Alibaba Group is replacing its Alitrip travel brand in favor of a new brand name that it believes will enhance its appeal among China’s millennial travelers.
Alitrip, already a household name among Chinese travelers and worldwide tourism stakeholders, was immediately phased out as the new brand name was unveiled. The new brand name was launched only one day away from the two-year anniversary of the Alitrip brand—which replaced the Taobao Travel brand in 2014.
Alitrip will now be known as Fliggy, or in simplified Chinese, 飞猪 (feizhu). The literal translation of the new brand name is “flying pig”, and the English-language version of the brand name is a combination of “flying” and “piggy.” The brand name is accompanied by a new logo that depicts a pig-like icon whose shape bears resemblance to a cartoon wing. The logo appears animated on the Fliggy website, with the pig’s snout’s changing between different travel-related symbols such as a palm tree, a camera, and a WiFi symbol.
The new brand marks stark contrast against the former Alitrip brand, which had a very functional brand image—no cute pig logos nor a playful name. The name, Alitrip, or 阿里旅行 (Ali Lvxing)—literally “Ali trip/travel”—was a very straightforward name that simply combined the Alibaba brand name with “trip.” Much like the unassuming name, Alitrip’s logo was a simplistic wordmark of the brand name.
Fliggy throws out the old brand conventions in favor for a youth-oriented theme that is heavy on the “cute/hip” iconography that it hopes will appeal to the growing number of Chinese millennials that go traveling every year. If the brand reorientation will be a successful plea to millennial travelers remains to be seen, but the rebranding clearly distinguishes Fliggy from its closest competitors Ctrip and Qunar—both sporting functional brand images similar to Alitrip before its rebranding.
Betting its future in travel on millennials is a move that likely makes sense for Alibaba Group as it operates in a highly competitive environment where coupons on discounts have become the key marketing tool to drive customers away from the competition. The subsequent lackluster profitability caused investor demands for consolidation, resulting in a large string of mergers and acquisitions, as well as so-called strategic investments between different Chinese online travel agents in the last couple of years. Therefore, focusing its efforts on the fastest-growing market segment within Chinese travel indeed makes sense in a bid for future profitability and growth. Despite recent industry consolidation, the mass market still suffers from little differentiation, limited customer loyalty, and significant reliance on discounts to drive sales—leaving industry players little room for profitability growth.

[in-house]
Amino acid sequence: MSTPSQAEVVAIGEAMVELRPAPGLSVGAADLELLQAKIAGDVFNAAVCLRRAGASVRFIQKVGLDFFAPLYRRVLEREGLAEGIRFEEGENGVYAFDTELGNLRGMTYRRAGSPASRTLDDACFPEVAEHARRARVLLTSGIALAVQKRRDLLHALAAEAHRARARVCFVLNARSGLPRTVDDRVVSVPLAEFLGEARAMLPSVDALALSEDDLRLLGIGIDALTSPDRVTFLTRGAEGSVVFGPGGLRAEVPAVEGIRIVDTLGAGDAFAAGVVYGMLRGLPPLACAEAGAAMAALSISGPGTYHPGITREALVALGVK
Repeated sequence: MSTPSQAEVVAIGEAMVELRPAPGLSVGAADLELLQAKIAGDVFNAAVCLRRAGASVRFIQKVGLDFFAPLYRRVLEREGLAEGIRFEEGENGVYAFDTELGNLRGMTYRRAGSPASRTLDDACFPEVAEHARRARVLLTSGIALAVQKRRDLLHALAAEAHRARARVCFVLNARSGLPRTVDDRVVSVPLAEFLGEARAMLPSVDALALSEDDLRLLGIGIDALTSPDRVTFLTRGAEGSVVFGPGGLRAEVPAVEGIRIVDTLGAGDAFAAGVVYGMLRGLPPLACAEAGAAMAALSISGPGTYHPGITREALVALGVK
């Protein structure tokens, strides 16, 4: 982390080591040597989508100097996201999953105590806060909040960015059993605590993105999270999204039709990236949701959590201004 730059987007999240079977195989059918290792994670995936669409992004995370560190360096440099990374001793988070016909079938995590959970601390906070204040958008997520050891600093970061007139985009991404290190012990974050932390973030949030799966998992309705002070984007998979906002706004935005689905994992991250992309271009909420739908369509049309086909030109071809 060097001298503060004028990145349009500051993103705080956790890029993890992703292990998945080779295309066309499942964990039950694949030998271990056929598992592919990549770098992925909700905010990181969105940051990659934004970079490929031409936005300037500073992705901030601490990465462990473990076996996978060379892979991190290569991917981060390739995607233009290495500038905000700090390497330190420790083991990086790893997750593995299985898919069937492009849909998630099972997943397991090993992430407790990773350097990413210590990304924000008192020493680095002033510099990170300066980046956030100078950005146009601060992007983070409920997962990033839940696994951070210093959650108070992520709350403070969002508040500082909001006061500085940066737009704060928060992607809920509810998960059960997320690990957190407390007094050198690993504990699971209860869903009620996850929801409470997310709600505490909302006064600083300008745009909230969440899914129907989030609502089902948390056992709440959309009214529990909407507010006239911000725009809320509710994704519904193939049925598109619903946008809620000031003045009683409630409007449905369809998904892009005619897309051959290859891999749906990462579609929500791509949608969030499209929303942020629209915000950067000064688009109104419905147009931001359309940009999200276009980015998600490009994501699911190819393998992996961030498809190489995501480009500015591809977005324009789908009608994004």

While Alibaba’s big bet on millennial travelers is likely to draw some investor criticism, the fact remains that millennials represent more than a fourth of China’s population—385 million millennials in 2016—and they’re more eager to travel than their elder peers. According to a study commissioned by the Singapore Tourism Board, Chinese millennials are the biggest travel spenders among Asian millennials—spending as much as US$14,000 per year on travel—making it a key market segment for tourism stakeholders across the world.
Whether or not Alibaba Group’s new travel brand will help boost its bottom line remains to be seen, and initial reaction to the brand name has mainly focused on its prominent use of “pig” in its branding—which resulted in online controversy after a prominent Muslim netizen called on China’s Muslims to delete the app in protest against perceived cultural insensitivity. Fliggy defended its new brand on China’s social media, emphasizing that the new name and logo simply symbolize the desire for “traveling afar with freedom while staying comfortable at the same time.”
The rebranding of Alitrip will have no direct effects for suppliers advertising their travel products on Alitrip/Fliggy.